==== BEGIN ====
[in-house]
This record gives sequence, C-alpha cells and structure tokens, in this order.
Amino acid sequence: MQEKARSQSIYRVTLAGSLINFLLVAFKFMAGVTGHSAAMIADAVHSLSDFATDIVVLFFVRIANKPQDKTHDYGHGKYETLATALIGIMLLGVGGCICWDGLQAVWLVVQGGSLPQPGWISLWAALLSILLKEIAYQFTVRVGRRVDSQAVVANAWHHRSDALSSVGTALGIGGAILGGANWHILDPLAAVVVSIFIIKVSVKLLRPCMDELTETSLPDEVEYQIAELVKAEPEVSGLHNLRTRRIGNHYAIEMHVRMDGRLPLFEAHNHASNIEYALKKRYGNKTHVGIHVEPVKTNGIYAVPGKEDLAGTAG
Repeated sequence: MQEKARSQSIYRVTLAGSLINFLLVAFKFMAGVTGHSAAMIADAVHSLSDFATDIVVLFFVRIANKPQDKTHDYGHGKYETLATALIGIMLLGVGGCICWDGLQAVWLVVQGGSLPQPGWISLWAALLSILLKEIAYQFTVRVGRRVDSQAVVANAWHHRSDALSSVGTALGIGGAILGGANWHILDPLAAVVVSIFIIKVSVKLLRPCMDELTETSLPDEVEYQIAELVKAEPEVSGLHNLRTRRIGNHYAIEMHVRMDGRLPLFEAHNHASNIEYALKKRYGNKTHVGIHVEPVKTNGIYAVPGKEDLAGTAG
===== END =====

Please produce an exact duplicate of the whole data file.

[in-house]
This record gives sequence, C-alpha cells and structure tokens, in this order.
Amino acid sequence: MQEKARSQSIYRVTLAGSLINFLLVAFKFMAGVTGHSAAMIADAVHSLSDFATDIVVLFFVRIANKPQDKTHDYGHGKYETLATALIGIMLLGVGGCICWDGLQAVWLVVQGGSLPQPGWISLWAALLSILLKEIAYQFTVRVGRRVDSQAVVANAWHHRSDALSSVGTALGIGGAILGGANWHILDPLAAVVVSIFIIKVSVKLLRPCMDELTETSLPDEVEYQIAELVKAEPEVSGLHNLRTRRIGNHYAIEMHVRMDGRLPLFEAHNHASNIEYALKKRYGNKTHVGIHVEPVKTNGIYAVPGKEDLAGTAG
Repeated sequence: MQEKARSQSIYRVTLAGSLINFLLVAFKFMAGVTGHSAAMIADAVHSLSDFATDIVVLFFVRIANKPQDKTHDYGHGKYETLATALIGIMLLGVGGCICWDGLQAVWLVVQGGSLPQPGWISLWAALLSILLKEIAYQFTVRVGRRVDSQAVVANAWHHRSDALSSVGTALGIGGAILGGANWHILDPLAAVVVSIFIIKVSVKLLRPCMDELTETSLPDEVEYQIAELVKAEPEVSGLHNLRTRRIGNHYAIEMHVRMDGRLPLFEAHNHASNIEYALKKRYGNKTHVGIHVEPVKTNGIYAVPGKEDLAGTAG